Jude describes her journey with Stourbridge-based community choir, In Sound Company. “[In Sound Company] began as an adult group run by the local authority back in the day when there was money for the performing arts. We ran an adult choir and I directed. In 2011, the funding got cut and the decision was made to shut that choir down. But there was a core of people within that group who wanted to keep it going.”

“We literally sat in the pub one night and said right, what are we going to do? I was asked would I carry on. I said yes, I will. We had to make it a subscription-type of group because we had to pay for premises and so on. We had 19 people to start with and many of those nineteen people are still in the choir now, 10 years later. The first gig we ever did as In Sound Company in 2012 was here in Birmingham as part of the Olympic Torch relay celebration events. Singing in that was quite a good way to start! We're based in Stourbridge, but we welcome people from all over the region. We're a non-audition inclusive choir. Anyone can join. We do have people who have come along and never sung in a group. They're quite intimidated and quite shy and you know we hope to be able to bring them on, as it were. And we hope that the atmosphere we create is friendly and inclusive.”

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I think to start with there was a determination to prove the local authority wrong. That sort of bloody mindedness, if you like. We felt there was a need to have an inclusive adult choir group in our area. We've grown in size over the years. We started with 19 members. We've got about 80 now. It's amazing that people are still joining.

When asked what her motivation has been to keep going for this long, Jude smiles.

“Sharing the joy of singing, seeing people develop, seeing them grow in their musicality, and watching friendships flourish within the group and making new friends myself. It's a sense of community. Quite often when I start the rehearsal off I can't stop people talking,” Jude’s teaching days shine through here as she recounts these stories with fond exasperation. “They're sitting down and they're chatting, which is great. But at some point, I have to say: Can we just stop the talking now and sing? But I've always found that people who like to sing like to talk!”

Then 2020 happened. “The social side was particularly important during COVID because we couldn't meet together—singing was banned. I kept something going on Zoom which was less than ideal because—can you imagine trying to sing together when everyone's muted?” Jude can laugh at this now, but one can imagine the struggle during that year. “But it did keep something going and we only had about 20, 25 people at any one time. The group was slightly different each time. But it meant that when we came back, when we were allowed to start again those people came back and then all the people who hadn't Zoomed came back as well, and we’ve even got some new members.”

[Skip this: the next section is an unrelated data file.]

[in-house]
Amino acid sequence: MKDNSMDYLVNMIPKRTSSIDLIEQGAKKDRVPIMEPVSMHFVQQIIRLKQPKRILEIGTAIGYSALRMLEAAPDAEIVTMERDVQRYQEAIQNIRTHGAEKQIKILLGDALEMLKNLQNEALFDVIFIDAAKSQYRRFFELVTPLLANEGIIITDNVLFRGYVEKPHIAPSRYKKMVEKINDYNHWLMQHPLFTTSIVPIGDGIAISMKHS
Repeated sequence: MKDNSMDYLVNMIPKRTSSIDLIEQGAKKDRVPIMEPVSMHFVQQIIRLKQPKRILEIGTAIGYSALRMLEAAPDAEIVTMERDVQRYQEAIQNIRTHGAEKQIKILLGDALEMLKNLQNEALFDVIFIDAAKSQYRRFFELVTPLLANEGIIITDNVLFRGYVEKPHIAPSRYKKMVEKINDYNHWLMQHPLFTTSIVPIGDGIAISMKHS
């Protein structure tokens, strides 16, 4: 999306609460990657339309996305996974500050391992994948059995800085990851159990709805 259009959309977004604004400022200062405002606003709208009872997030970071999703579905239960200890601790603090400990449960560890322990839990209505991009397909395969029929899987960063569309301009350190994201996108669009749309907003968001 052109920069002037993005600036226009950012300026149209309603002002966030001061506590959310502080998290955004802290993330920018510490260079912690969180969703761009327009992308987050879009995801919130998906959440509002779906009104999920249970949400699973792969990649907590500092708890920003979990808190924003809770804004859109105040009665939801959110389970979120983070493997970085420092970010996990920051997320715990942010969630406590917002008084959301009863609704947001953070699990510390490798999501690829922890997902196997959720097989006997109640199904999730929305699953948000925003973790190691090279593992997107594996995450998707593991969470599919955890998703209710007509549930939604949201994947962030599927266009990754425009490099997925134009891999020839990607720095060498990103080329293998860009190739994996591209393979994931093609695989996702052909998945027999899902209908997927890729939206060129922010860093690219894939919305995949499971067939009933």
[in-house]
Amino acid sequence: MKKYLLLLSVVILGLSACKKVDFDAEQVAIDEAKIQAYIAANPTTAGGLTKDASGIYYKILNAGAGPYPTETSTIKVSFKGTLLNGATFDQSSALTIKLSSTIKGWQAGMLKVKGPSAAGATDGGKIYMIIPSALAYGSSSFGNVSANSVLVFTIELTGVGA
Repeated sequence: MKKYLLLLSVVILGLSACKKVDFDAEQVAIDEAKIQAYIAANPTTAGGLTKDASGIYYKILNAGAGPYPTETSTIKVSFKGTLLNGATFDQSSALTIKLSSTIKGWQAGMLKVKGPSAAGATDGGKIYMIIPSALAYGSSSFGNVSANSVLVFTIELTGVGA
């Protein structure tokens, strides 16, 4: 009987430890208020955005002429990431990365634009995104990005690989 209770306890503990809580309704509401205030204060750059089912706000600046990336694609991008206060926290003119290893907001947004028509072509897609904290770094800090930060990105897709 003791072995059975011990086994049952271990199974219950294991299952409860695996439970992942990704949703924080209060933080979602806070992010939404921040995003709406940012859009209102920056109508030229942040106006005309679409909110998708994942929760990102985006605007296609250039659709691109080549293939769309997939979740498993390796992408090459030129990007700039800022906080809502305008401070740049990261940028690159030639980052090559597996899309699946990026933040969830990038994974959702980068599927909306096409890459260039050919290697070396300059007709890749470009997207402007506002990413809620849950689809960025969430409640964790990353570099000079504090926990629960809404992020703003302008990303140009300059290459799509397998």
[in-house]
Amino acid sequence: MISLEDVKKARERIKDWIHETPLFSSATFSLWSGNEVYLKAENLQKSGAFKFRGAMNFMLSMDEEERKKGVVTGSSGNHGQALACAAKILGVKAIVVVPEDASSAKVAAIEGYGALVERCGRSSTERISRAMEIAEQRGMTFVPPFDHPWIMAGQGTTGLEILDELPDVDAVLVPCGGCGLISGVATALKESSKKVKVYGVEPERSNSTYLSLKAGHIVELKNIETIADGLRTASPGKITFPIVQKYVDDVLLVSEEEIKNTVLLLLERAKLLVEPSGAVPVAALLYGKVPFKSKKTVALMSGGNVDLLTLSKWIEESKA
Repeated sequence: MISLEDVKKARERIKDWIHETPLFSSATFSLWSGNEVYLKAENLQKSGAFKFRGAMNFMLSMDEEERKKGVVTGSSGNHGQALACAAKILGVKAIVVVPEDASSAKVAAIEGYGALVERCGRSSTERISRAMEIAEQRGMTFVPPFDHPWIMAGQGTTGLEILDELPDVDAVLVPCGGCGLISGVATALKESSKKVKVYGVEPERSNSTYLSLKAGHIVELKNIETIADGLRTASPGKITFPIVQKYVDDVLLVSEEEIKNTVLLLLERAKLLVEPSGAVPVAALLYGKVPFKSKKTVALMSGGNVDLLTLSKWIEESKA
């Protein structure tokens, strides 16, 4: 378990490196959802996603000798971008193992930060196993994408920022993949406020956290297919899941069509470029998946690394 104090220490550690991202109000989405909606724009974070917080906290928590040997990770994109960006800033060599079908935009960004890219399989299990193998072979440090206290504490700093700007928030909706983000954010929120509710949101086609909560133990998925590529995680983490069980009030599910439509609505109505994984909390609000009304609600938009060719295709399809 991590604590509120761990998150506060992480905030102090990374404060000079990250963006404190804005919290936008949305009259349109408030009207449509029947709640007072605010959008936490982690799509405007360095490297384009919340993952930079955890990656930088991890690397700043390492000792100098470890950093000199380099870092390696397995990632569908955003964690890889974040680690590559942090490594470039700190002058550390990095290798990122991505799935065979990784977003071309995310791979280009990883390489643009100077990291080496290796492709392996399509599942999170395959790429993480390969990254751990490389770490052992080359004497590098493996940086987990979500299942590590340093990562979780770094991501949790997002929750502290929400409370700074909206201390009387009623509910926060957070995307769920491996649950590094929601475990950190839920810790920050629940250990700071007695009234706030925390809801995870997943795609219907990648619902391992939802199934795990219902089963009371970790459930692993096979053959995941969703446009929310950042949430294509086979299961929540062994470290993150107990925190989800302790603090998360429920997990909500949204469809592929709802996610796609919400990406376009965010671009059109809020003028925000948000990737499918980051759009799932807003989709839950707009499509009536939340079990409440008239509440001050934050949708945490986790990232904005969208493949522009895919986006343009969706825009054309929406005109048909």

It looks like it’s onwards and upwards from here for Jude and In Sound Company. “We've done some fantastic gigs over the years. We've collaborated with other local groups which has enabled us to do bigger projects. We've had visiting choirs come to join with us to do singing days. We've raised money for local charities through events that we've run. We've done singing weekends, Workshop days with visiting tutors. We even did a mini tour to Bruges in 2016. And we sang at the Opening Ceremony of the Commonwealth Games last year through our involvement with Community Spirit. That was life affirming.”

When asked what Anna would say to those thinking about joining a choir but is afraid to start, she says: “It is a scary thing,” she says. “Your feelings are completely validated. I always think that revealing your voice for the first time is like telling your doctor something personal—it's quite a scary thing. But there are so many spaces to do that in and it gets less scary the more you do it. It's such a cathartic thing. It's just so good for your soul to be able to express yourself in that way.” Anna adds: “There's a network called the Natural Voice Network where you can find a network of choirs that are specifically set up for anybody to join. They're super inclusive. Everything's taught by ear and they're all over the country. So, if you're looking for a place to start, you can search for your town or your area and you can find the right choir for you. But whatever you're into, just have a go and have a sing and you will probably come out feeling happier.”

Community Spirit returns to Symphony Hall on Sun 23 July at 3pm with the theme ‘Celebrating Songs of the Earth’ and Anna will be in the audience. “I love Birmingham,” she says. “I've never been to Birmingham Symphony Hall, so I'm really excited. I've heard it’s a very beautiful space. To hear so many people singing my song, I think it's going to be overwhelmingly emotional for me. I'm delighted that you guys have chosen Harbour and that there are so many people who share my perspective on this, on making the country a more welcoming place for refugees. I wish everyone involved the best of luck. I can't wait.”

“We're excited to hear other performances,” Jude says when asked about what In Sound Company are looking forward to. “And to hear the breadth of the styles of music that everybody brings. We're looking forward to singing our own song as In Sound Company. We're singing Colours of the Wind from Pocahontas to fit in with the theme of the Earth. We're very much looking forward to performing Jasmine Gardosi's piece ‘The Song is in Yourself’ which will be something very different for us; using body percussion, vocal sounds, chanting, singing repetitive phrases to help create the atmosphere.”

Don’t miss Community Spirit on Sun 23 July at Symphony Hall with the theme ‘Celebrating songs of the Earth', with special performances by Birmingham poet Laureate Jasmine Gardosi, the massed choirs singing Harbour led by Jude Moreland, B:Music Associate Artists Black Voices and more.